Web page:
Scrap Metal Theft

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One explanation why drug addicts are called junkies is that early in the last century, addicts often stole scrap metal to support their habit. But in the 21st century, scrap metal is far too valuable to leave to addicts. We find out what's driving the trade in stolen metal and what's being done to stop crooks from ripping the wiring from the walls.



Part Two of The Current

Scrap Metal Theft - Canadian Association of Recycling Industries

We started this segment with a clip from Shawn Hall of Telus in Vancouver on a case of wire theft from earlier this week. Thousands of customers were left without phone service for more than 24 hours.

It's not just an inconvenience. It's expensive. Last year alone, metal theft cost Telus an estimated 19 million dollars. Municipalities in B.C. have slowly introduced rules they hope will cut down on the thefts... and now the BC Government is setting standards for people who buy and sell scrap metal.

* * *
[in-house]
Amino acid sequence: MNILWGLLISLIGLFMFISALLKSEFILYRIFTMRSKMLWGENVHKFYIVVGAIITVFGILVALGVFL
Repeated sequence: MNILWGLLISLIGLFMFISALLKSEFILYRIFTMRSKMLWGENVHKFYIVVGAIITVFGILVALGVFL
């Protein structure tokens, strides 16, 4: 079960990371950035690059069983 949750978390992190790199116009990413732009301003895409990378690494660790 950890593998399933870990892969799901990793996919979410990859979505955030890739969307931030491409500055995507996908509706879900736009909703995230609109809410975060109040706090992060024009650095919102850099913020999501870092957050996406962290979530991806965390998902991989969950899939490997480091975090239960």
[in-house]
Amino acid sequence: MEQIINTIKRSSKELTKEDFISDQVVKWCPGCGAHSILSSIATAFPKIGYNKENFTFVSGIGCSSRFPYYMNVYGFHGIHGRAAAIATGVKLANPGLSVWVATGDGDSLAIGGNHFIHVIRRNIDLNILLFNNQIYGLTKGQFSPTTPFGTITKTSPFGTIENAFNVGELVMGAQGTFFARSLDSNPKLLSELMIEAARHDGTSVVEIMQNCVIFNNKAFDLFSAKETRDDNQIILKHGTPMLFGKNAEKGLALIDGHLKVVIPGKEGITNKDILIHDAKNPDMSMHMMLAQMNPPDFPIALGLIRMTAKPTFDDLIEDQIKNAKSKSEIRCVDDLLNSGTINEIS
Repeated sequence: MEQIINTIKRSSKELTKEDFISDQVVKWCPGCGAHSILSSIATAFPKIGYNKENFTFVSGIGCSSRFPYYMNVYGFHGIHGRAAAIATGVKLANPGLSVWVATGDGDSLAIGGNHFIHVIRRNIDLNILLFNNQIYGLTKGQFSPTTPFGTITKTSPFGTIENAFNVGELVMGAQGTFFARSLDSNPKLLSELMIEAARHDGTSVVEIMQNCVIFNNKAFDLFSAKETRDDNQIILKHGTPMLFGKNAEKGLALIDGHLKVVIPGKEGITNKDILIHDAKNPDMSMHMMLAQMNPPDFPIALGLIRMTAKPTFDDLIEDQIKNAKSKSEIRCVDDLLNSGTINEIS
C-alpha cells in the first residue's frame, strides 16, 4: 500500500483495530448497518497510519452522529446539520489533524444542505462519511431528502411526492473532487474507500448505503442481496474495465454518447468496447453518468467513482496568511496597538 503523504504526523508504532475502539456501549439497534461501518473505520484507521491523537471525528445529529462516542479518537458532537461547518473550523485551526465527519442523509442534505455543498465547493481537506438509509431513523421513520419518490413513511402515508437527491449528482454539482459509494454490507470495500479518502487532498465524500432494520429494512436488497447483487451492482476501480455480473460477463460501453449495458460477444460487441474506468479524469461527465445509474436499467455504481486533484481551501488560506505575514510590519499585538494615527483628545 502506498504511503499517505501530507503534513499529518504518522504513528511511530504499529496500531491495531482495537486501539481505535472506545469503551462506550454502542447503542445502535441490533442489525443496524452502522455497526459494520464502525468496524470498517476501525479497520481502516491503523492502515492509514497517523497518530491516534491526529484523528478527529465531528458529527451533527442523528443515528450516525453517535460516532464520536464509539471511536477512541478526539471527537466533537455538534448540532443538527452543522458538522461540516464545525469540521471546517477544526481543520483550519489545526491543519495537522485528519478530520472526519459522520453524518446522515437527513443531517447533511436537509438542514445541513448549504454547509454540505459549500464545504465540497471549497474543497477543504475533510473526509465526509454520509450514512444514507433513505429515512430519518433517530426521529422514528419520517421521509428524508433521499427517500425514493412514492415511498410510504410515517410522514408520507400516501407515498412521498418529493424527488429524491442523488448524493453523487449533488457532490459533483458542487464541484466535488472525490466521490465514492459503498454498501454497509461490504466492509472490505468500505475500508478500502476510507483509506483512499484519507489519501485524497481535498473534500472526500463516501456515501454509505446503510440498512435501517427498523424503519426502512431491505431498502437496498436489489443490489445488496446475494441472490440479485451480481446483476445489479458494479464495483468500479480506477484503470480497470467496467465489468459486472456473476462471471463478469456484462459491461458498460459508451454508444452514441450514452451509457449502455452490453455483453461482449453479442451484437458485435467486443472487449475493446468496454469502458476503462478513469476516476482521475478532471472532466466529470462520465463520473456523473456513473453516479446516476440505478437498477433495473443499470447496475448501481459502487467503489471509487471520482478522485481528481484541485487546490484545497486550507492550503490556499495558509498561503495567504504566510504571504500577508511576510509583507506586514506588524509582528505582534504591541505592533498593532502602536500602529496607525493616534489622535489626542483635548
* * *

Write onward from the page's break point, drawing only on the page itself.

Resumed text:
Starting in July, dealers must send daily notices of their metal purchases to police, who will compare the information with theft reports. Metal sellers must provide personal details like name, address and phone numbers. And sellers with more than $50 in metal will be paid by cheque, not cash.

At one scrapyard in Vancouver, the owner feels he's being punished for someone else's crime. We heard from Mark Babins, he owns a Vancouver Scrap metal company.

Len Shaw is the Executive Director of the Canadian Association of Recycling Industries. He was in our Ottawa studio.

Scrap Metal Theft - Bloomberg Correspondent & Author

According to our next guest, the rise in metal theft in Canada is linked to the demand for recycled metals from expanding economies -- like China's.

Adam Minter is the Shanghai correspondent for Bloomberg World View. He has followed the international recycling industry for more than a decade. His forthcoming book is Wasted: Inside the Multi-Billion Dollar Trade in American Trash. It looks at the hidden world of globalized recycling. Adam Minter joined us from Kuala Lampur, Malaysia.

This segment was produced by The Current's Liz Hoath and Josh Bloch.


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